In 2012, the Learning Enrichment & Academic Resources Network (L.E.A.R.N.) sponsored Faith Govan, a student at Whittier College, for the Amy Biehl South Africa Fellowship. The Foundation was named after Amy Biehl, a Stanford graduate and Fulbright Scholar to South Africa who worked with members of the African National Congress (ANC) and the University of Western Cape’s Community Law Centre on the new Constitution and Women’s Rights. During this work, she helped register voters for the country’s first free election in 1994. Sadly, at the age of 26, Amy Biehl’s life was tragically cut short in an act of political mob violence in the Guguletu township just outside of Cape Town. A fellowship was created in her name to fund projects to provide children and youth a safe environment in challenged and vulnerable communities.
An NBC article this week on Nelson Mandela’s death highlighted the work of Amy Biehl, who wrote the words “Free Mandela” on her mortarboard. In the article, Amy’s mother, Linda Biehl, discusses how Nelson Mandela taught her that no matter how deep the pain from her daughter’s death, everyone needs to heal. Her mother said Amy wanted the same thing Mandela and countless South Africans want: equality in South Africa. Carrying the torch of Amy Biehl’s important work, Faith Govan shared her experience on this special fellowship.
1. What inspired you to apply for the Amy Biehl Foundation/L.E.A.R.N. Fellowship to South Africa?
I was inspired to apply for the Amy Biehl Foundation/L.E.A.R.N. fellowship by one of my professors at Whittier College. While I was busy preparing to study abroad in London, she encouraged me to think about South Africa. Once I began to think about South Africa as a real possibility, I realized that going to London would be playing it safe and I really wanted to make a move outside of my comfort zone. When I heard about this fellowship, an opportunity to work for L.E.A.R.N. and the Amy Biehl Foundation, which help thousands of children each year with a message of learning and service, I knew I had to apply for it. I have always been interested in reconciliation processes and South Africa is the perfect place to see forgiveness at work. Before I went, I hoped to learn how an NGO functions from grassroots organizing to executive leadership, but I left South Africa having learned so much more. This fellowship allowed me to push the boundaries that I had previously laid out for myself and to see how much good can come from taking a risk on an opportunity that once seemed out of reach.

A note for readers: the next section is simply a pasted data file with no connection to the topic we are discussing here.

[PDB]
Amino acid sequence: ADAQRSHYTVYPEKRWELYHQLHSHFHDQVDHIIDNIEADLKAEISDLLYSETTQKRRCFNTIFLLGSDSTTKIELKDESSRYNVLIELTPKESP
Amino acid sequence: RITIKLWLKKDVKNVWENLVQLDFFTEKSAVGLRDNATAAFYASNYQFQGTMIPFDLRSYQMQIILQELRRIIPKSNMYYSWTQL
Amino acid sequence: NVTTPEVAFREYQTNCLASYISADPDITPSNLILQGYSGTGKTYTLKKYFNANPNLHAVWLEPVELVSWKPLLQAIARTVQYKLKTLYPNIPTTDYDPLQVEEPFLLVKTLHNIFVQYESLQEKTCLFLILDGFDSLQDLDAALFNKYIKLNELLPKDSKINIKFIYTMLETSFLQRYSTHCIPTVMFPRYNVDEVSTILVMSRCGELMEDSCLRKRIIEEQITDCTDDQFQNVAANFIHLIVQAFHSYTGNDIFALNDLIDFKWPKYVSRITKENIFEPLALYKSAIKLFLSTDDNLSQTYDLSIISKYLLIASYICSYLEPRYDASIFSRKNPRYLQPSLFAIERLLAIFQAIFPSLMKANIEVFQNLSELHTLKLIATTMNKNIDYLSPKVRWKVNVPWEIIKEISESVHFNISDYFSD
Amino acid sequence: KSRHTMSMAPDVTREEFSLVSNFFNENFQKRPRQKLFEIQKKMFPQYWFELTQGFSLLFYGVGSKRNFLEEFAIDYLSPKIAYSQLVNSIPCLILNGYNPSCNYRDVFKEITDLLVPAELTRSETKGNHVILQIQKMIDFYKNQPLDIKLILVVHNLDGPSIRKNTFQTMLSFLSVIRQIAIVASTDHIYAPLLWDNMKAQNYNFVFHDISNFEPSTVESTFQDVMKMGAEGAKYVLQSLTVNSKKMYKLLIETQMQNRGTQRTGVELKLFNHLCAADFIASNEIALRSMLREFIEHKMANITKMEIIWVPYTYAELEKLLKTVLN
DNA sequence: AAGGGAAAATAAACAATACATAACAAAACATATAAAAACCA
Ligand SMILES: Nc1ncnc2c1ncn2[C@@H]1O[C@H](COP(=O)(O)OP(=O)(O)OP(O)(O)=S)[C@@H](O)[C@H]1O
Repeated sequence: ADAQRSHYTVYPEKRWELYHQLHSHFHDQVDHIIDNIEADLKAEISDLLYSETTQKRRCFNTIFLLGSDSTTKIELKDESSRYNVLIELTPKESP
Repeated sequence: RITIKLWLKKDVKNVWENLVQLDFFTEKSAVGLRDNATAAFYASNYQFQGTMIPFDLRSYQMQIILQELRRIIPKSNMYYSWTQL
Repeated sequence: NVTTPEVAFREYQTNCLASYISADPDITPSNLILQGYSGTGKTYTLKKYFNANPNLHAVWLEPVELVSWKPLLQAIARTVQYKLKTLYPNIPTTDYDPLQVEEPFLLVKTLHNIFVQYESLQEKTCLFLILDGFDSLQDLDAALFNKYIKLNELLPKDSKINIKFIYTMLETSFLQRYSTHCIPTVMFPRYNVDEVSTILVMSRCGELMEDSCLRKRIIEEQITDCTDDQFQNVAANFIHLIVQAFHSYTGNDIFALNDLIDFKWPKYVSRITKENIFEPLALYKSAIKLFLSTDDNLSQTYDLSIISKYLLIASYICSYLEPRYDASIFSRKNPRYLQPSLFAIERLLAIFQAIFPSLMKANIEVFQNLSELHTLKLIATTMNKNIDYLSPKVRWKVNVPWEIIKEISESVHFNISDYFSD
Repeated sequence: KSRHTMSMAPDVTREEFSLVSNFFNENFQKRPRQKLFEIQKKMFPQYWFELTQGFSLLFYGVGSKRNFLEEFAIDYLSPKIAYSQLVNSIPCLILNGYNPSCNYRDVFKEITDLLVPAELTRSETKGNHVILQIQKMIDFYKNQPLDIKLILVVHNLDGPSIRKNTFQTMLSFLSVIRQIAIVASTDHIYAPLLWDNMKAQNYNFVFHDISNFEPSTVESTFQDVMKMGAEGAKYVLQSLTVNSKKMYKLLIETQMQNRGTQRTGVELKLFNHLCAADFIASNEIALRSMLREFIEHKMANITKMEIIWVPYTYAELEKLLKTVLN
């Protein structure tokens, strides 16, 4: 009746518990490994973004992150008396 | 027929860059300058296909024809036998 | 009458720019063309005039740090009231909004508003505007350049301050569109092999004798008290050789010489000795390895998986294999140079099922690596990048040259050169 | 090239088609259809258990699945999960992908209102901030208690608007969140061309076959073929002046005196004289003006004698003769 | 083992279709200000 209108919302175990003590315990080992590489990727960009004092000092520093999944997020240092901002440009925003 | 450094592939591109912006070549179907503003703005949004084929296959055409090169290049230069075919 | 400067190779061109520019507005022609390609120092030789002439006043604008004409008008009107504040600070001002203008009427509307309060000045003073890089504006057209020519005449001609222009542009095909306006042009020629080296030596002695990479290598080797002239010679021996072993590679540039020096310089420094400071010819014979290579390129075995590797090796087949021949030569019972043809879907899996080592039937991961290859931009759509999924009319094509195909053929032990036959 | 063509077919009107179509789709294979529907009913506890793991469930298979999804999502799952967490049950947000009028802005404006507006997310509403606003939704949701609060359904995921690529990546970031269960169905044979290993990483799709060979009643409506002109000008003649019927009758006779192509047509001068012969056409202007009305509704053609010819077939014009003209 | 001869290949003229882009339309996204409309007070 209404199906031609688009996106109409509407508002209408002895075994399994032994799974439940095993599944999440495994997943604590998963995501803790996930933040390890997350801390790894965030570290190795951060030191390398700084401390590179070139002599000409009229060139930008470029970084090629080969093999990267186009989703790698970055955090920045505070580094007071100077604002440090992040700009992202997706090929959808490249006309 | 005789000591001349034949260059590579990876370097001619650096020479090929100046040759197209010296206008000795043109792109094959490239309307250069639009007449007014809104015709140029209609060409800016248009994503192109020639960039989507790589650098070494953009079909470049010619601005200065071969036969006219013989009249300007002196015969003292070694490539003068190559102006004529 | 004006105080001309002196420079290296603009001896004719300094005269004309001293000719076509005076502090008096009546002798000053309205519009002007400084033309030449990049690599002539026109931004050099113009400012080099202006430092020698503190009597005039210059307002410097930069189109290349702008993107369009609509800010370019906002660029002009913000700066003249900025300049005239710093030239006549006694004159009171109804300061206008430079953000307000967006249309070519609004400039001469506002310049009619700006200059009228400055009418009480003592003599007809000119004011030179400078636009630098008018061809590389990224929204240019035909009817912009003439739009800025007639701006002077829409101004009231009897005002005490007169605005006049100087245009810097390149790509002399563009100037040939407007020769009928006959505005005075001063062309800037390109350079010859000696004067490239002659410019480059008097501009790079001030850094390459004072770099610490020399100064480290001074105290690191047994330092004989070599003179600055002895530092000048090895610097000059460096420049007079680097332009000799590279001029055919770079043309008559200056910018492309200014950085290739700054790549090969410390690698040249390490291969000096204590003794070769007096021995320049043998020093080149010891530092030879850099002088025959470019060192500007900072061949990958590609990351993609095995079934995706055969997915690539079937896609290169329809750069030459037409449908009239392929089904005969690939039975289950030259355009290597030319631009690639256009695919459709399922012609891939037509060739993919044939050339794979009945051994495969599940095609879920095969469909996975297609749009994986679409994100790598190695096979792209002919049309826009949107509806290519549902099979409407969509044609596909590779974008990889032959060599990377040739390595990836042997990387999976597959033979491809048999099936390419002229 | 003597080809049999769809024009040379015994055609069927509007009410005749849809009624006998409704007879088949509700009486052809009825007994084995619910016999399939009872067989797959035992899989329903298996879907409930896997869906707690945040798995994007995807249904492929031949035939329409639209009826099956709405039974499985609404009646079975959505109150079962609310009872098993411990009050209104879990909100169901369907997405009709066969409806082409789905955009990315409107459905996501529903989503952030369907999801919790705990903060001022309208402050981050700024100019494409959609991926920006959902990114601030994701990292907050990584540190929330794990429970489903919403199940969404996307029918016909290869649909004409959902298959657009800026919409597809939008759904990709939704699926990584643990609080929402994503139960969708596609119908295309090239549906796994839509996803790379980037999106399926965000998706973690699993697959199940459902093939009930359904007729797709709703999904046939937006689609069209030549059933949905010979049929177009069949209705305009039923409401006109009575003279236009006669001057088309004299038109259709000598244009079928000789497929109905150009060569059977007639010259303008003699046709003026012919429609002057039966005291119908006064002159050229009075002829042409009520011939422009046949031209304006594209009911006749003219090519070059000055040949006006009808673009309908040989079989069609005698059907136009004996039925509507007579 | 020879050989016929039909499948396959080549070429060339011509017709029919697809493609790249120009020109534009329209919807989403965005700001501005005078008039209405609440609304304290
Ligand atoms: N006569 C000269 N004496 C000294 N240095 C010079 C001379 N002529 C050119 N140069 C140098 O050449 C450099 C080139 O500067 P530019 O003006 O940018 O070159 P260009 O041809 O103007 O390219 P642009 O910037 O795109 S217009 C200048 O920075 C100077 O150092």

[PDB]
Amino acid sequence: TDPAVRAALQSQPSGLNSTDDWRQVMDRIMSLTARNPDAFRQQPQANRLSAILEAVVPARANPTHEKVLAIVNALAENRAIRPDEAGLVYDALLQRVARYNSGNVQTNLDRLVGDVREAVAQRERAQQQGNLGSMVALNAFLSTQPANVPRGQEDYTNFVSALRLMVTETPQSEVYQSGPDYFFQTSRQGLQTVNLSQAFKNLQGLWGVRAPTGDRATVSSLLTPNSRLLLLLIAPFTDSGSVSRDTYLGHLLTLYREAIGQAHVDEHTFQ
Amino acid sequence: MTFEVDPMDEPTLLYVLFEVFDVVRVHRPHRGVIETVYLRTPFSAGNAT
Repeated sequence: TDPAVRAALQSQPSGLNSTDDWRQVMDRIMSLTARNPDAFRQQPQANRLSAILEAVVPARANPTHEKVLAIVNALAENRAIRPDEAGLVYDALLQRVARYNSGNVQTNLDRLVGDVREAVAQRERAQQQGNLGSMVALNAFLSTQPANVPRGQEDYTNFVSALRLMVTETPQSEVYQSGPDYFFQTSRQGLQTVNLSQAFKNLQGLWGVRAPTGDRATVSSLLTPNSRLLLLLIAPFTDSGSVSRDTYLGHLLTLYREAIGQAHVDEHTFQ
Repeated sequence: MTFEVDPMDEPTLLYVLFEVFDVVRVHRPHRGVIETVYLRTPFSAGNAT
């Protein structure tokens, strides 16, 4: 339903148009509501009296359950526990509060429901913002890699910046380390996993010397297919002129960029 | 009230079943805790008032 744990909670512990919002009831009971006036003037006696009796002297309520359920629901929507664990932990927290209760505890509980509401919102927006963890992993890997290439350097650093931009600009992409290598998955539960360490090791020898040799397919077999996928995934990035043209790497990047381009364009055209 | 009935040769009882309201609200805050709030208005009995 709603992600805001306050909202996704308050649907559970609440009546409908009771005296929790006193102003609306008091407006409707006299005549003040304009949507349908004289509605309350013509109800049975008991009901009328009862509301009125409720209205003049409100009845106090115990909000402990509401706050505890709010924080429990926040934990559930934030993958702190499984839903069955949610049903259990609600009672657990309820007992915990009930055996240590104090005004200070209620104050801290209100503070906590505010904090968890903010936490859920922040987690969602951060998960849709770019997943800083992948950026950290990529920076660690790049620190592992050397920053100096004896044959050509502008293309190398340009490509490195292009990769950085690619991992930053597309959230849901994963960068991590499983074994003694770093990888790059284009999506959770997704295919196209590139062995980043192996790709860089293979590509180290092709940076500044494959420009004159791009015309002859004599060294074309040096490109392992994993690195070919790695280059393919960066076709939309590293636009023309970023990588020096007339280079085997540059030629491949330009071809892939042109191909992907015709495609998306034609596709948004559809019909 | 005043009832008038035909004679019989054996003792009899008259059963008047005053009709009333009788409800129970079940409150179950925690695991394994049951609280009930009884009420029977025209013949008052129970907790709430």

2. What have been some of the most eye-opening moments during your fellowship?
I always tell a particular story when people ask me about my experience in South Africa. On one of the first days, I traveled to the South African townships, which are shantytowns of intense poverty around Cape Town. I was waiting for a few of my coworkers to get back into the van from the ABF program and I was feeling apprehensive because I was waiting alone, which is advised against as an American woman in this area. Just when I was feeling really uneasy, three little girls who could not have been more than four or five years old walked up to me and started giggling. Their laughter was infectious. While we gave up trying to talk to each other due to the immense language barrier, we had a two minute dance party in the middle of the street before they all waved goodbye and I rode back to the city. This was one of the first moments I spent abroad that I let go of my anxiety about being so far away from everything I knew and just looked around and appreciated how incredible South Africa and its people are. I think this was when I realized what an amazing chance I had been given to experience a place with the power to make me learn so much in such a short period of time about the country, the people, and myself. Day to day in South Africa I was able to shadow a different member of the Amy Biehl Foundation to see what their role was within the organization. I really learned so much about how an NGO works and how each member contributes something completely unique.
3. How did the fellowship influence your current work?
Now that I am back in the United States I am working with a team that teaches a basic understanding of human rights to local high school students. I wanted to do something that fostered a sense of “Act local, think global,” and these workshops have been wonderful to be a part of. I hope to earn another fellowship after graduation in May to institute these workshops and the larger program in another part of California. My fellowship gave me the opportunity to travel all the way across the world and see how teaching tolerance and forgiveness, and the basic foundations of human rights, can have an incredible impact on a population. I hope to continue this work for as long as I can all over the world. Beyond this, my fellowship gave me the courage to take on huge challenges and face them with intense optimism.
Faith Govan grew up in Northern California (Santa Rosa) and is now a senior at Whittier College. She will be graduating in May with two degrees: “Restorative Justice” and “Gender and Human Rights”. Post-graduation, Faith hopes to work implement a program teaching a basic understanding of human rights to high school students and other interested groups.
© Victoria Johnson 2013, all rights reserved